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Brazilian culture minister hails hackers
[May 29, 2006]

Brazilian culture minister hails hackers

(EFE Ingles Via Thomson Dialog NewsEdge)Barcelona, Spain, May 29 (EFE).- Brazil's culture minister defended computer hackers here Monday as "counter-cultural militants."

Minister Gilberto Gil, a renowned musician who accepted President Luiz Inacio Lula da Silva's invitation three years ago to join his cabinet, commented at the opening of the Global Internet Congress here. Participants in the four-day conclave are discussing current tendencies in cyberspace and challenges facing the World Wide Web.

"I, Gilberto Gil, as minister of culture of Brazil and as a musician, work every day with the impulse of the ethics of hackers," he said.

Though hacking - or unauthorized access to Web sites or other Internet-borne information - is a criminal activity in most nations, he said hackers should be distinguished from those he called "crackers," or pirates intent on stealing or otherwise doing harm while overcoming Web security barriers.

Gil, 63, called hackers "counter-cultural militants who see in the computer a fantastic tool for communication."

He said the Internet allows good hackers "to create permanent spaces of equality" that give them, as they pursue universal free software, strength against "the reactionary orthodoxy" controlling much of the sector.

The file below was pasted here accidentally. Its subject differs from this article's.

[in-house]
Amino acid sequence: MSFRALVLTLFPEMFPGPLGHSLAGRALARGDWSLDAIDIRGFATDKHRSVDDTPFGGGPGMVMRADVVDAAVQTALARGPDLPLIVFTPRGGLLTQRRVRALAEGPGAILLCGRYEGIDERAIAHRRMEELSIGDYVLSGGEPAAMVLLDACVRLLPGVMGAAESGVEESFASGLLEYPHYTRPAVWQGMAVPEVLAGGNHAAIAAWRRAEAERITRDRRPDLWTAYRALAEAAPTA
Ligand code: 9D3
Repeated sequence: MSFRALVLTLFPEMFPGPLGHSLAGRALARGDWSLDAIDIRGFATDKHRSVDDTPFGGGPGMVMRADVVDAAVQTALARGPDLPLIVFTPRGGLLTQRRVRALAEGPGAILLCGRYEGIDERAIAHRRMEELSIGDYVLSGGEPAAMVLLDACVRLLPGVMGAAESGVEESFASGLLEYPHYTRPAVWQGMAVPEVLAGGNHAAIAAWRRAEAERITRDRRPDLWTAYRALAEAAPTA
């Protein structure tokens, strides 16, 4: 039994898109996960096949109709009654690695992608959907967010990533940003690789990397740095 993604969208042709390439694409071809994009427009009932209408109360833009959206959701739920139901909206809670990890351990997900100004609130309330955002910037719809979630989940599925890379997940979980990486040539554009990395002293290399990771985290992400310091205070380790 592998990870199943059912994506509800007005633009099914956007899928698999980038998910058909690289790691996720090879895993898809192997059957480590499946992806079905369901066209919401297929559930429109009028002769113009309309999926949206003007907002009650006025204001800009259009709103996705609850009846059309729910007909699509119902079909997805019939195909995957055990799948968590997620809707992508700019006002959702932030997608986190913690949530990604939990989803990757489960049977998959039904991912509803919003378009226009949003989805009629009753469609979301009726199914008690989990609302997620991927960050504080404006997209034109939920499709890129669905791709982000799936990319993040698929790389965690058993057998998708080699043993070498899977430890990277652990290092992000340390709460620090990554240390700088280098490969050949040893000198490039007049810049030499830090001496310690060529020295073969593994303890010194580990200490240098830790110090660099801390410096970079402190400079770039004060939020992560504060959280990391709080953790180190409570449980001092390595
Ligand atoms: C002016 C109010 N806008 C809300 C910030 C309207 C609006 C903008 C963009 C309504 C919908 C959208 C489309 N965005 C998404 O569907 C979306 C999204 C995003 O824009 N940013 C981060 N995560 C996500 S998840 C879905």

"Hackers create, innovate, solve problems and voluntarily exercise a mutual help organization," which he said meshes with the founding principles of the Internet.

Gil said "the technological revolution cannot be justified in and of itself, and must be reflected in benefits for and the well-being of people."

He hailed efforts by Da Silva's socialist government to extend computer hardware and software to poorer segments of Brazilian society.

"Thanks to the Internet, an Amazonian Indian is able to offer his hand-woven baskets to buyers in the developed world, avoiding middlemen and obtaining a price 100 times higher that what he previously received," he said. EFE


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